The New York Times today revealed that:
The organizer of the Vancouver Winter Olympics raised concerns that an athlete might be “badly injured or worse” on the 2010 Games’ sliding track about a year before a luge athlete from Georgia was killed while practicing on it, internal e-mails show.And Norman Spector is saying:
In Tuesday’s edition of the New York Times, readers are treated to two stories from Vancouver. As a British Columbian, both caught my attention. One is a very positive report on Insite, the safe injection site. The second is a not-so-positive report on revelations related to the death of Olympic luger Nodar Kumaritashvili. At the end of the New York Times report, one reads that, in a teleconference with reporters yesterday, John Furlong rejected suggestions that there was a contradiction between the e-mails obtained by the CBC under Access to Information legislation and his public statements at the time of the death.None of this is new.
I blogged on this a year ago when the story was making headlines in the U.S. and Britain. I also wrote a letter to the editor of the Globe and emailed several journalists. But everyone ignored it, and are now claiming they didn't know.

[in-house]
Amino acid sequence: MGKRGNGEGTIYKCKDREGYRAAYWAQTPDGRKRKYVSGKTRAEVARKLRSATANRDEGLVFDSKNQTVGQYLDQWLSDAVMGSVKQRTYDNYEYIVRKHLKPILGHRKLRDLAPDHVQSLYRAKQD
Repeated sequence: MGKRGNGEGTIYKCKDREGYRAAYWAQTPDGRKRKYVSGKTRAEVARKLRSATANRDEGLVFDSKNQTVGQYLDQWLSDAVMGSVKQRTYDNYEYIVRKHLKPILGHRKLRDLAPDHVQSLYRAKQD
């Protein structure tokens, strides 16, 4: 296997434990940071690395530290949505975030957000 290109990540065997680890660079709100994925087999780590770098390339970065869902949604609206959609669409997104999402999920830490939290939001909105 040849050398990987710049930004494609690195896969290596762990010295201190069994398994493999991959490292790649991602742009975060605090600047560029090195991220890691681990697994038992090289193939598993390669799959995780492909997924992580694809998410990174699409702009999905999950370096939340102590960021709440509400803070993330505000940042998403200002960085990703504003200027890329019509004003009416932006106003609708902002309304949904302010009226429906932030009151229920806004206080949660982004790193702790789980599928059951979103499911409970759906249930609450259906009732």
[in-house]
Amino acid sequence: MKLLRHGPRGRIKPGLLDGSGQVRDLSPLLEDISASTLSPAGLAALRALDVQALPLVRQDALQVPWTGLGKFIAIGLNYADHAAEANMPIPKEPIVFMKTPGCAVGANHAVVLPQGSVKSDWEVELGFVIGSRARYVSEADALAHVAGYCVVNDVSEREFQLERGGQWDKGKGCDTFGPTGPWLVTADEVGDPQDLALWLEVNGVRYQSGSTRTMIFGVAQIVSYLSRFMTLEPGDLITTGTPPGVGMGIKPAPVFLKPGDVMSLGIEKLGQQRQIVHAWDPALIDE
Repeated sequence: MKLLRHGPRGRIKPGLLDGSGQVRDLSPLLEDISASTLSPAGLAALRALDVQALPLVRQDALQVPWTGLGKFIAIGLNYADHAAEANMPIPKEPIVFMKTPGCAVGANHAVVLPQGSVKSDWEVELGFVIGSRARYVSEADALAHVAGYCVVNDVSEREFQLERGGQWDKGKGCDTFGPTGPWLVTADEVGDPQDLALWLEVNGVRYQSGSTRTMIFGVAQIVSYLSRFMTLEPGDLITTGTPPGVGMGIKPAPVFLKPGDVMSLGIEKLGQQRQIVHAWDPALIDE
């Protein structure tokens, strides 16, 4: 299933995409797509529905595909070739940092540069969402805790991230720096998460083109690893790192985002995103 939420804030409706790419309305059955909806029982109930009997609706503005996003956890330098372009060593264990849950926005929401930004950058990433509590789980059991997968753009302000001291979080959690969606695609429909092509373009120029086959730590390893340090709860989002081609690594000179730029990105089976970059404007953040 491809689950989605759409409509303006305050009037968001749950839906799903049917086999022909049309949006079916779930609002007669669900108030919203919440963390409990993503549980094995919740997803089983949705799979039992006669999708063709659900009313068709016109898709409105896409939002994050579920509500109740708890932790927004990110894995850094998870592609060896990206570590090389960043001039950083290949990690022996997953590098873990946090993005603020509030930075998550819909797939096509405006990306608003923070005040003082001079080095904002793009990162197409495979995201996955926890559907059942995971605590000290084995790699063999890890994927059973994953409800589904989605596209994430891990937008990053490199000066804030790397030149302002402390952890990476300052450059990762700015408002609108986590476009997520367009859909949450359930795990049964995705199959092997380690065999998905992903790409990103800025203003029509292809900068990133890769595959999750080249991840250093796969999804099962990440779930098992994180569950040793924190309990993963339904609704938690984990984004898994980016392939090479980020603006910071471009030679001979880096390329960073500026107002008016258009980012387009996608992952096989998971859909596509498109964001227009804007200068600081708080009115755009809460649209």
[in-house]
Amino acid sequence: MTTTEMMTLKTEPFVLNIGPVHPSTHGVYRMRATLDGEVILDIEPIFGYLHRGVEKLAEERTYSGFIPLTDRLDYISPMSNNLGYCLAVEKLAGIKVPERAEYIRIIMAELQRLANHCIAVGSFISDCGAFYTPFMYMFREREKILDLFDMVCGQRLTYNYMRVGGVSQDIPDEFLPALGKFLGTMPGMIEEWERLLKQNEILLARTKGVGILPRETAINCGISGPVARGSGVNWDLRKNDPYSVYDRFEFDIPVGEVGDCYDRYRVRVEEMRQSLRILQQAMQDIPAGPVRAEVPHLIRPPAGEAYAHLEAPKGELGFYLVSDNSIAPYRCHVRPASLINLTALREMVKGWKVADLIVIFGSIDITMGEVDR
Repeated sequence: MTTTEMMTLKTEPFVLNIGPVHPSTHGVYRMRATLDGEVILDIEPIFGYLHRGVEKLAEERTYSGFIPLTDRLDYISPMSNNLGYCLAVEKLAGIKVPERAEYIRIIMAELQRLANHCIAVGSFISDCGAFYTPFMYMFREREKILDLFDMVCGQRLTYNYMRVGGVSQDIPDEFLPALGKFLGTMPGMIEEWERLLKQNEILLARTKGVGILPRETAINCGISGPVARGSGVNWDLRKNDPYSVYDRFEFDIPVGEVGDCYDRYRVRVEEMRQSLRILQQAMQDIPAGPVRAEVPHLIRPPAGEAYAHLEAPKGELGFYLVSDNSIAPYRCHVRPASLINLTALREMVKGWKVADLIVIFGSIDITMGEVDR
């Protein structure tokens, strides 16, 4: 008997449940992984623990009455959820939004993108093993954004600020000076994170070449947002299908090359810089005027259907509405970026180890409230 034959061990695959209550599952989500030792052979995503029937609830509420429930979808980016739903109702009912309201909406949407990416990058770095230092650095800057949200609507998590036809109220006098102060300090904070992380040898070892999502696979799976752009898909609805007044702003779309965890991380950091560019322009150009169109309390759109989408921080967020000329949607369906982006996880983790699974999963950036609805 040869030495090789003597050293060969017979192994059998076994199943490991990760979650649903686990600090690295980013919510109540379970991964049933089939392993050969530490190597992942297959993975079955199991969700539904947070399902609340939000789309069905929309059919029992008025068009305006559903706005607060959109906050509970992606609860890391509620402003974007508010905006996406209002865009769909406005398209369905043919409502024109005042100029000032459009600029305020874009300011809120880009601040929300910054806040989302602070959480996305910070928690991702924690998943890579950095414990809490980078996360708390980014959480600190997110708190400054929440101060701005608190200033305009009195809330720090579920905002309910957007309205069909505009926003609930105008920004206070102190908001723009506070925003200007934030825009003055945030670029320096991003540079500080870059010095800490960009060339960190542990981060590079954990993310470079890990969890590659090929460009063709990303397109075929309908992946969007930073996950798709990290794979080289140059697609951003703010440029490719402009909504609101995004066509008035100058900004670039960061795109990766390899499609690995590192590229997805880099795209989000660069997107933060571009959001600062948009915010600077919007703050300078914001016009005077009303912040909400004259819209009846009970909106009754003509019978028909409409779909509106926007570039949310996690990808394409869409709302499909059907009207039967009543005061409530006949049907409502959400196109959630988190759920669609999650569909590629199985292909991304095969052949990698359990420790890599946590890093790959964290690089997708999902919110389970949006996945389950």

From the UK Daily Mail February of 2010
Ed Berliner of the Huffington Post said at the same time, in a piece called We are Washing Away Blood on Guilty Hands:
The Vancouver track was tested in advance of the Games. The results were alarming and should have set off not merely concerns about the speed, but how it could affect the competition. Speeds of up to 95 MPH. A 12 percent increase in what was planned and expected. Well beyond the current endurance level of these athletes. Well beyond what left the designer's table. At Vancouver, everyone knew and failed to rectify a nightmare waiting to happen. ...Even Udo Gurgel knew something had gone terrible wrong with his track. This was certainly not what his expertise had designed. After all, Canadian athletes had been training on this course for weeks and months, so they had plenty of time to acclimate themselves. Members of the Canadian team had over 300 runs apiece on this track. Other team racers were limited to 40 runs. No mistake. This was planned.And even a year before that, in October of 2009, the Brits knew that something was amiss: Canada claiming unfair advantage insist British Skeleton.
And from the The Star Tribune, Minniapolis - St. Paul: Canada. No More Mister Nice Guy:
The program represents a significant cultural shift for this nice-guy nation. Canada has not been afraid to hurt other countries' feelings by limiting training time at Olympic venues, a departure from protocol that has drawn criticism outside its borders.Harper was in trouble over his shutting down Parliament for 2 1/2 months to avoid answering questions about Afghan Detainee abuse, so really needed Olympic victories. But at what cost?
That's some legacy. War crimes and cheating at the Olympics.